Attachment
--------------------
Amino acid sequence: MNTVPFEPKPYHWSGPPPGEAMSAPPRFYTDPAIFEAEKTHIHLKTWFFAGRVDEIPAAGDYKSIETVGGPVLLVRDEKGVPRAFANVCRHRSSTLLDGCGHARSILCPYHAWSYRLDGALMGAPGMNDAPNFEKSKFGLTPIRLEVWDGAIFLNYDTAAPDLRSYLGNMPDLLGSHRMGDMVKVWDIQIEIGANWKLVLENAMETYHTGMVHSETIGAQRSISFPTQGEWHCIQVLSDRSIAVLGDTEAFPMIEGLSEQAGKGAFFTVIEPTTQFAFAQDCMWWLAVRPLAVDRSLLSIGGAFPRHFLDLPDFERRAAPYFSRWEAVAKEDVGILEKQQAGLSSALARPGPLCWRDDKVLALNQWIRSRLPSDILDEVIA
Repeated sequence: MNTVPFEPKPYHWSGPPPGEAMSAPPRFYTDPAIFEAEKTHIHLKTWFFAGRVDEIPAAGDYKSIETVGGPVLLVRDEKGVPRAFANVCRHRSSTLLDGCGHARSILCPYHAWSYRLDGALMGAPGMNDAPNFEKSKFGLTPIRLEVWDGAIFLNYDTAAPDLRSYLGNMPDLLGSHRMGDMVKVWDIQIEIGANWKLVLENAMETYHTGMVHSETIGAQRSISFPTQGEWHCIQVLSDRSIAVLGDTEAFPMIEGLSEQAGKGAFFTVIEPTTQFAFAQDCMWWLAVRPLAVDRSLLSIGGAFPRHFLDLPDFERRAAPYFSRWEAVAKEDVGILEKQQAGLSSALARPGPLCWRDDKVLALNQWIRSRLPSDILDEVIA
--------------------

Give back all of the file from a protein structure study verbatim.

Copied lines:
Amino acid sequence: MNTVPFEPKPYHWSGPPPGEAMSAPPRFYTDPAIFEAEKTHIHLKTWFFAGRVDEIPAAGDYKSIETVGGPVLLVRDEKGVPRAFANVCRHRSSTLLDGCGHARSILCPYHAWSYRLDGALMGAPGMNDAPNFEKSKFGLTPIRLEVWDGAIFLNYDTAAPDLRSYLGNMPDLLGSHRMGDMVKVWDIQIEIGANWKLVLENAMETYHTGMVHSETIGAQRSISFPTQGEWHCIQVLSDRSIAVLGDTEAFPMIEGLSEQAGKGAFFTVIEPTTQFAFAQDCMWWLAVRPLAVDRSLLSIGGAFPRHFLDLPDFERRAAPYFSRWEAVAKEDVGILEKQQAGLSSALARPGPLCWRDDKVLALNQWIRSRLPSDILDEVIA
Repeated sequence: MNTVPFEPKPYHWSGPPPGEAMSAPPRFYTDPAIFEAEKTHIHLKTWFFAGRVDEIPAAGDYKSIETVGGPVLLVRDEKGVPRAFANVCRHRSSTLLDGCGHARSILCPYHAWSYRLDGALMGAPGMNDAPNFEKSKFGLTPIRLEVWDGAIFLNYDTAAPDLRSYLGNMPDLLGSHRMGDMVKVWDIQIEIGANWKLVLENAMETYHTGMVHSETIGAQRSISFPTQGEWHCIQVLSDRSIAVLGDTEAFPMIEGLSEQAGKGAFFTVIEPTTQFAFAQDCMWWLAVRPLAVDRSLLSIGGAFPRHFLDLPDFERRAAPYFSRWEAVAKEDVGILEKQQAGLSSALARPGPLCWRDDKVLALNQWIRSRLPSDILDEVIA